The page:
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Cyril Widdershoven

Cyril Widdershoven

Dr. Cyril Widdershoven is a long-time observer of the global energy market. Presently, he holds several advisory positions with international think tanks in the Middle…

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EU Still Aims To Circumvent U.S. Sanctions On Iran

European countries continue to find ways to circumvent U.S. sanctions on Iran, presenting a new payment channel in recent days. The new channel, called INSTEX, short for “Instrument in Support of Trade Exchanges”, is set to protect non-oil and gas related commercial interests of European parties with Iran. The Islamic Republic is being heavily sanctioned by the Trump Administration, after the U.S. has unilaterally quit the JCPOA agreement. Washington has not only sanctioned all oil and gas transactions and investments, but has also blocked the use of several financial instruments for trade with Iran. In addition, Washington has threatened to fine or even block international parties still dealing with Iran in future.

The new transaction channel, supported by the Europeans, could cause anger in Washington and lead to direct anti-EU measures by the Trump Administration. Some analysts fear that the new channel is putting Germany, France and the UK on a direct collision course with Washington.

INSTEX, to be based in Paris, will be managed by German banking expert Per Fischer, a former manager at Commerzbank. The UK will head the supervisory board. Officially, the channel is only going to support transactions in food, medical devices and medicine. European experts, however, expect the scope of this project to be expanded soon.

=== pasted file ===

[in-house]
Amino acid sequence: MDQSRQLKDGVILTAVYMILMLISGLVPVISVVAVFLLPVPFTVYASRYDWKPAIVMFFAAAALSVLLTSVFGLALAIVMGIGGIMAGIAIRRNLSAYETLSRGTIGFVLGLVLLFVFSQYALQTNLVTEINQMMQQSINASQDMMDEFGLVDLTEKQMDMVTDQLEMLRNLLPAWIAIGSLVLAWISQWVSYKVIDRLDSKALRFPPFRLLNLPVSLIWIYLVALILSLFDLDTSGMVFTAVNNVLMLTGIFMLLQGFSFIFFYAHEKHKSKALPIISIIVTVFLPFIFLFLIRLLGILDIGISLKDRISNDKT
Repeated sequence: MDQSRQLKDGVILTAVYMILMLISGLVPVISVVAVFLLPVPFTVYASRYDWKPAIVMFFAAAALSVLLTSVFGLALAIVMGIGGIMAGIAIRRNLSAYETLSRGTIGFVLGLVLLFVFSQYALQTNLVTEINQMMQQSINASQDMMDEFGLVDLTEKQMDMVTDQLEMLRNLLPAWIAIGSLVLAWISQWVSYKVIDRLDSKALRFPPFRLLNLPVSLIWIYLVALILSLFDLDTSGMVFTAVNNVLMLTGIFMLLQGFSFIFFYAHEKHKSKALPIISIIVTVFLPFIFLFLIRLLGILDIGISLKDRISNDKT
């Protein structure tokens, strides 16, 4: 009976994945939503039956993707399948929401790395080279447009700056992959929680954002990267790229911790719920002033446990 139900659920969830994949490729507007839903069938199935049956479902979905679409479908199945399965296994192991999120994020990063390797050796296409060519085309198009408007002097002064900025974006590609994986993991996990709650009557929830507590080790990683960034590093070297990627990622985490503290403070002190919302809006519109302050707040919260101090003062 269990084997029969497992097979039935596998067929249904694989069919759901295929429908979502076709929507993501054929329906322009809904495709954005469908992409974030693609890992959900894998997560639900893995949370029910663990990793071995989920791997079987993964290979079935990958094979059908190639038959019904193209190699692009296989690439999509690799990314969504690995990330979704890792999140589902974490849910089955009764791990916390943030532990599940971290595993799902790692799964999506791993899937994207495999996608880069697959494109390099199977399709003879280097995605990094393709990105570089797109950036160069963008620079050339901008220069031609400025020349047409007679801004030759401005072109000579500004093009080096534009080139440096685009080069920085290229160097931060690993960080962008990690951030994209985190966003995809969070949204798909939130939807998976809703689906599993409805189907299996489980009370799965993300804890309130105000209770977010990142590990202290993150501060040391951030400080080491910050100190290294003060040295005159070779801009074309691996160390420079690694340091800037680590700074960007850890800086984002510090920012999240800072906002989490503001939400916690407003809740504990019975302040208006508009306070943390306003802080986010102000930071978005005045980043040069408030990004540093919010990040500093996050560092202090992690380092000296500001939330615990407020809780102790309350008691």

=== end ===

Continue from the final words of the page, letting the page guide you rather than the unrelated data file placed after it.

Iranian officials have until now been cautious in their response to the European move. Tehran still demands and expects the European and other signatories of the JCPOA deal to keep all trade channels open. To put pressure on them, Iran has threatened to restart nuclear research, reopen nuclear reactors and restart production of weapons grade materials. Until now Western European EU member states have been behind the JCPOA deal, but a growing amount of Eastern European states is following Washington’s approach. Related: The Major Risk That Oil Markets Are Underestimating

The coming months, European companies and banks will need to be very cautious dealing via the new channel. U.S. officials already have indicated that U.S. sanctions on Iran also count for companies dealing via INSTEX. Taking into account Washington’s wrath, it looks that INSTEX maybe again will be an attempt of European countries to save face with Iran, without understanding the real powers at play. Even by being backed up by EU legislation or political powers on the continent, a sanctions waiver from Washington seems a long shot. At present, the message is simple: “all parties dealing with Iran could be sanctioned, or totally being blocked from the normal international financial channels”. The full impact is already disputed, as several other European countries have indicated not to be joining.

For Iran, the current impact of the tripartite approach via INSTEX is also minimal. The lifeline of the Shiite regime is not food or medicines, as these can be still brought in via China, India and even Iran. As long as full scale sanctions apply on oil, gas, and other strategic sectors in the country, U.S. sanctions will be biting. The current approach is again showing the full-scale disarray and lack of direction of European politics when dealing with complex regional and global challenges. European oil and gas majors or oilfield services are not expected to be using the new INSTEX channel at all. The risk of being fined or blocked by Washington, combined with the possible negative fallout from the anti-Iran Arab coalition is too high even to consider this risky alternative.

By Cyril Widdershoven for Oilprice.com

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